I've always had trouble understanding the structures of things. Cars, houses, cakes, novels. Detailed instructions have provided little assistance. When my first son turned two, I tried to assemble a Donald Duck scooter. The job consisted of snapping axle locks and wheels to Donald's feet and wings — locks on the inside, wheels on the outside. I got three of them right and then snapped a rear lock outside its corresponding wheel. I only realized the mistake after my son was rolling across the floor. Seeing that it wasn't a sophisticated vehicle, the misplaced part caused no loss of function. But it looked odd, like Donald had suffered a compound fracture to his leg.
I've written two novels in the years since, and I confess they both have that Donald Duck, splayed-leg construction to them. The first novel started as a collection of stories that I had hoped would work together as a whole. I didn't quite get it there, and the advice I received was to rewrite the stories as a novel.
I had no idea how to do this. I did read and enjoy novels, but I'd always favored short stories. My first experience was in high school, when a teacher assigned Flannery O'Connor's Everything That Rises Must Converge. It wasn't just the form of the short stories that got me (the weight of every word and the volume of emotion contained in 20 to 30 pages) but the fact that they were set where I had grown up, in Georgia. Before then, I'd always assumed literature focused on places and periods of time that were unfamiliar to me. It's not that I didn't appreciate understanding history or the larger world, but sometimes the biggest mysteries in your life can be the places and people you see every day.
After Flannery O'Connor, I was struck by the stories of Raymond Carver in Cathedral. I didn't quite understand what minimalism meant, but I was drawn to his characters and their sadness. Carver's work made me think to try writing short stories myself. For 20 years, I only wrote short stories. The closest thing I had to a method was to write a scene and see if the characters felt alive to me. If they did, then the following scenes seemed to happen on their own.
At a loss for how to turn my story collection into a novel, I decided to set the stories aside and start from scratch. I hardly felt like I'd become a competent short-story writer, and now there were new challenges to face — plotting a novel, in particular. I wasn't sure where I wanted the novel to go or what steps it should take to get there, so I stuck with my old method and strung scenes together, hoping the characters would come to life in my head. The characters did their job, but the plot remained elusive. I lost count of the rewrites and revisions. Somewhere along the way, with the guidance of my agent and editor, I found a structure and a story arc. It wasn't expertly assembled, but it rolled across the floor without toppling over.
Just before that novel was published, I started a second novel and resolved to do a better job with plotting. I didn't post notecards on the wall, and I left room for the characters to push the story where they wanted it to go, but I knew what sorts of situations I wanted to throw them in and what obstacles I wanted them to encounter. After it was finished, someone who'd read the book mentioned the word plot. There were some problems with the plot, they said. I was just happy to hear that a plot existed.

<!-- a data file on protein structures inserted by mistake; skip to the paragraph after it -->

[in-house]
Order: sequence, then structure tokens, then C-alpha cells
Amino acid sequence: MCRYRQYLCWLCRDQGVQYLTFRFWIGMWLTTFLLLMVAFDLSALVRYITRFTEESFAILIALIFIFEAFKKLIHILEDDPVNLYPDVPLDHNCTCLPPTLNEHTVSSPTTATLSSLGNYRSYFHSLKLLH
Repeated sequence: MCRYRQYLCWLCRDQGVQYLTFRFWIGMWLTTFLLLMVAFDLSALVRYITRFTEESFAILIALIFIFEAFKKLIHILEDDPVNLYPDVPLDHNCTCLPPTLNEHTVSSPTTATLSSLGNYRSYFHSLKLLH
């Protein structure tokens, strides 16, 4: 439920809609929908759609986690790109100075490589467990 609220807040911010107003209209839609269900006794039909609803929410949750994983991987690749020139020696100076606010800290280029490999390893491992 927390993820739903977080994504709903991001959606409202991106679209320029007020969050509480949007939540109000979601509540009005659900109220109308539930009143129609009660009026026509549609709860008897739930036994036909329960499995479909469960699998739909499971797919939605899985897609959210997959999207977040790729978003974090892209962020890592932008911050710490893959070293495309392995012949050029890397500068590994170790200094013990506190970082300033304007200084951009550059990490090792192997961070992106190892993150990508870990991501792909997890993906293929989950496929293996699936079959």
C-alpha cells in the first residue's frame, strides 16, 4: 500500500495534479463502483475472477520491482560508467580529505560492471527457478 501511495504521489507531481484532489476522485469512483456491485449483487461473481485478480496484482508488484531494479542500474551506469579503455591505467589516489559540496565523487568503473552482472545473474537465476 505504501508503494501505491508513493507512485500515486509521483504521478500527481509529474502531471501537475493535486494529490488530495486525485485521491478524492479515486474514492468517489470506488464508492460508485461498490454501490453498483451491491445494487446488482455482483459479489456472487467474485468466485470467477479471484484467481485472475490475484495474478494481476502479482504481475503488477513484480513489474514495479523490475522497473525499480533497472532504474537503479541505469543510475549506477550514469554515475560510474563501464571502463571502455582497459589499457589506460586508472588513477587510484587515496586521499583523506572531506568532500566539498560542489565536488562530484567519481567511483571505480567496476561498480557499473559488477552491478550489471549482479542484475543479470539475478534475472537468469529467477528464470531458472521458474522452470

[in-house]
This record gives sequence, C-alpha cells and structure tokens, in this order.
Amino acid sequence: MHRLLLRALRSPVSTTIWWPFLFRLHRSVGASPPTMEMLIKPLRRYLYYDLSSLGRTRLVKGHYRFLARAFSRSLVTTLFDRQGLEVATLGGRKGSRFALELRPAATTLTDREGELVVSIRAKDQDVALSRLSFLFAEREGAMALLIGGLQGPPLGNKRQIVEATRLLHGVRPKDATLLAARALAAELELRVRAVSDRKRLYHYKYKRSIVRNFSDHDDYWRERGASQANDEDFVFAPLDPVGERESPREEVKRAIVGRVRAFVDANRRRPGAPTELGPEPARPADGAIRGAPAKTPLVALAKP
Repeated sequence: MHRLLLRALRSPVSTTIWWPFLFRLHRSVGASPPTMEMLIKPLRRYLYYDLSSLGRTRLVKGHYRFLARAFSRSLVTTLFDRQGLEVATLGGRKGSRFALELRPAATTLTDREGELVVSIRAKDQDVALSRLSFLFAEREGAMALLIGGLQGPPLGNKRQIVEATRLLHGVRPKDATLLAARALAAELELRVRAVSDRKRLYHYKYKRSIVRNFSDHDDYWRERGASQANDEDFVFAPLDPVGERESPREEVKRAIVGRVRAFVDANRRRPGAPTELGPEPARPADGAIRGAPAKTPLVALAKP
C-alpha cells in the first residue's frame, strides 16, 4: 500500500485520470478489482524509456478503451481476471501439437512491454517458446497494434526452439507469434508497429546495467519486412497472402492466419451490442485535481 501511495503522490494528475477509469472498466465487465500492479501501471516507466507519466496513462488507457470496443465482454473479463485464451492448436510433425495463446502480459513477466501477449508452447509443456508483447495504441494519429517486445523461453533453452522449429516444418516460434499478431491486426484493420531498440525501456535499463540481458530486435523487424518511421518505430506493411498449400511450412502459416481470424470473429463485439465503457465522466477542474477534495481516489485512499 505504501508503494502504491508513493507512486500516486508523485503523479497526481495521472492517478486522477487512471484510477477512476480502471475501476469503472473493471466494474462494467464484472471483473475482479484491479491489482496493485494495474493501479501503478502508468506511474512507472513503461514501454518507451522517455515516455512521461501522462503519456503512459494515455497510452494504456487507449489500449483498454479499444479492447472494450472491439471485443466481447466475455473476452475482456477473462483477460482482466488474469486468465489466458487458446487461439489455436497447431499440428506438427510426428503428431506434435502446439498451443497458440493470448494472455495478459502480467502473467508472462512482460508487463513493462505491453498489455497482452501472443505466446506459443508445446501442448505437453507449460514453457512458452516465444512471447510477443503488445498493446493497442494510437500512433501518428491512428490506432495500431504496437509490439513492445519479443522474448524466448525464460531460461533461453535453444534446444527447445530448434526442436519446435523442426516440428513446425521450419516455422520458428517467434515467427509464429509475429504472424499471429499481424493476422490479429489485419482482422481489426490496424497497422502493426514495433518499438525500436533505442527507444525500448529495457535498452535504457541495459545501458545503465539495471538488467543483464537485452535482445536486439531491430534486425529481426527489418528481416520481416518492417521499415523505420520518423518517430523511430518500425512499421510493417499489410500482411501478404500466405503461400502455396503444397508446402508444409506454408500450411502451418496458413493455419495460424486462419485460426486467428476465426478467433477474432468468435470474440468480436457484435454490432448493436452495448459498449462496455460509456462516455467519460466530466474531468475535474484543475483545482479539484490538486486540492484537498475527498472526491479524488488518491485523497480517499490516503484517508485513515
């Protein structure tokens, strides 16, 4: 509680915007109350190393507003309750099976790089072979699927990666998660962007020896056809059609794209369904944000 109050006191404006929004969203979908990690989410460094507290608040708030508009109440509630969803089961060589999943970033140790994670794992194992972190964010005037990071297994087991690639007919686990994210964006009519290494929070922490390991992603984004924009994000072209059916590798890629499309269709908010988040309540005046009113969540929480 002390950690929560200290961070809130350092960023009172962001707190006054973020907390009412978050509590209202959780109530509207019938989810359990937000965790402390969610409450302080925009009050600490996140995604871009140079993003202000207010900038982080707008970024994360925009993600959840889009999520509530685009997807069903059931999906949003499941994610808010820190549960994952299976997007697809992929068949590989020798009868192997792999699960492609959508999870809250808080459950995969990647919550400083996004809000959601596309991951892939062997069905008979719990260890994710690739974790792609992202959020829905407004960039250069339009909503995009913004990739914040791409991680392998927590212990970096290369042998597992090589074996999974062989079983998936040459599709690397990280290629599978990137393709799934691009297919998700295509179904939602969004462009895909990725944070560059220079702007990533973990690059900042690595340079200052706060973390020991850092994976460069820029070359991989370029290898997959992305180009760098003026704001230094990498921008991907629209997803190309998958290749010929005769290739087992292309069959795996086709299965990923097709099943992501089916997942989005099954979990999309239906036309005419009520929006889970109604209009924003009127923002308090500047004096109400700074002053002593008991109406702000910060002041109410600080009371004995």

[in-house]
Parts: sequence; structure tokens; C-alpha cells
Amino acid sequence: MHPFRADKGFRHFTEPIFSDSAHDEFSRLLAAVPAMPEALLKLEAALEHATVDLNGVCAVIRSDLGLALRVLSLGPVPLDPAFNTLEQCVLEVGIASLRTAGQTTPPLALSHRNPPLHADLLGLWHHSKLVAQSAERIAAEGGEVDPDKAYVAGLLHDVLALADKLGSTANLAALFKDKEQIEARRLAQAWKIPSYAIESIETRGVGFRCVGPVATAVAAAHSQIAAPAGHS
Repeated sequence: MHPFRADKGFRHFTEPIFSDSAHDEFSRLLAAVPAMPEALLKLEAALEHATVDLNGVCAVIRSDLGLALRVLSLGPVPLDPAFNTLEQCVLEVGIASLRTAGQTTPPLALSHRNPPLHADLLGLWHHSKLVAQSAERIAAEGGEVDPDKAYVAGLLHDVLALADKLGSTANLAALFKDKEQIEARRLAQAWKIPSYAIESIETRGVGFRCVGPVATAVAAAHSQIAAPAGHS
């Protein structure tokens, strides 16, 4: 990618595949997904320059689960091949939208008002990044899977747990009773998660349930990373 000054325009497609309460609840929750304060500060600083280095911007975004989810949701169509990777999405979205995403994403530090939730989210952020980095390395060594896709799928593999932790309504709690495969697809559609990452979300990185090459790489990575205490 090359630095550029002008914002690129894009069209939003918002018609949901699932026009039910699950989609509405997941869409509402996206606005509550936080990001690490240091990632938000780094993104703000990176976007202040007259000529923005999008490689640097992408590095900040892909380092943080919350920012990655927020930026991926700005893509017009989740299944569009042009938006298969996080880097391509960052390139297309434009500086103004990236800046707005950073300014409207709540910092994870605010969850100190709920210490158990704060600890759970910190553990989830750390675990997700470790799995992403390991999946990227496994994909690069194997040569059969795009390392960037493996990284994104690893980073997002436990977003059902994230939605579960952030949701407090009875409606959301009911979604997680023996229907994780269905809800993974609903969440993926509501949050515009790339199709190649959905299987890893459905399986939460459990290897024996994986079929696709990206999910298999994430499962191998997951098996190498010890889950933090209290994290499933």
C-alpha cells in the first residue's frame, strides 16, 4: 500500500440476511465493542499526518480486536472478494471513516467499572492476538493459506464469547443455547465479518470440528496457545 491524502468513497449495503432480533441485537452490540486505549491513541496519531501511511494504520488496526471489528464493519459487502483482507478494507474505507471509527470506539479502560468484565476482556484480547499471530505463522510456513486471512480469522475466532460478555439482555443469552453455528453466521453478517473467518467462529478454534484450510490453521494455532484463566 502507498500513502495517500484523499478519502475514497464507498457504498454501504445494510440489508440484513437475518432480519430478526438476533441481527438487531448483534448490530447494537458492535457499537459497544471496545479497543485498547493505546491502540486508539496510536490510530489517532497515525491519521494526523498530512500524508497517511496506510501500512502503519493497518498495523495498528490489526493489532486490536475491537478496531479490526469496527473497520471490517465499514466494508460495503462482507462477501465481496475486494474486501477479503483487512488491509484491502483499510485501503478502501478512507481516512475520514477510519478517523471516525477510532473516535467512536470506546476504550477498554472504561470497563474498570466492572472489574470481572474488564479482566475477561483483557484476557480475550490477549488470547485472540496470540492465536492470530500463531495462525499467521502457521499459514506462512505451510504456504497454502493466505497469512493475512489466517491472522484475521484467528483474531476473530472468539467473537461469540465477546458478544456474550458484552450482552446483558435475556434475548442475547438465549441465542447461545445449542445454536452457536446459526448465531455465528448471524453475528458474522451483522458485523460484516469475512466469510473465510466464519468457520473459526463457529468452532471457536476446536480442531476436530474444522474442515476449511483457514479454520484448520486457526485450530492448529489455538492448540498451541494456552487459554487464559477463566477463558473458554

I felt very fortunate to have published two novels, but I also understood that, from a business standpoint, a third opportunity from my publisher was not a realistic expectation. I thought I could give up fiction writing, but I compulsively went back to it. And when I did, I found myself writing short stories. Again, I tried to make the stories work together as a whole. The collection became Wake Up, We're Here.
My publisher passed on their option to buy the collection. I understood their decision and was grateful for the opportunity they had given me with my novels. Afterward, I realized I'd spent years asking editors and publishers to take a chance on my writing, but I'd never taken a risk myself. I sensed there might not be an audience for the short-story collection, but it was important to me, and I wanted to see the book through to the end and know that I'd done my best.
Once I'd decided to publish the story collection myself, a friend taught me the basics, such as how to purchase ISBN numbers and set up a print-on-demand title. Another friend recommended a terrific editor, Steven Bauer. And finally, the publicist who'd worked with me on my two novels, Lauren Cerand, said that she would promote the book. Without her help, I doubt that anyone outside of friends and family would have ever read the collection.
The track of my writing life had moved backward, from legitimately published novels to a self-published short-story collection. But I understood when the novels were published that I had plenty of weaknesses as a writer, stretching far beyond the structure thing. And now, with the short stories, I know that I haven't regressed as a writer just because of how the book was published. More importantly, the process has had value beyond any perception of the book. Succeed or fail, I've learned the great benefit of any undertaking is the relationships built with people during the process. And with writing, which is such a solitary activity, those relationships mean even more.
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Dallas Hudgens is the author of the novels Drive Like Hell (2005), a Barnes & Noble Discover Great New Writers Selection; and Season of Gene (2007), a Book Sense Notable Book; and the short-story collection Wake Up, We're Here (2012). He lives in Virginia.
Books mentioned in this post
Dallas Hudgens is the author of Wake Up, We're Here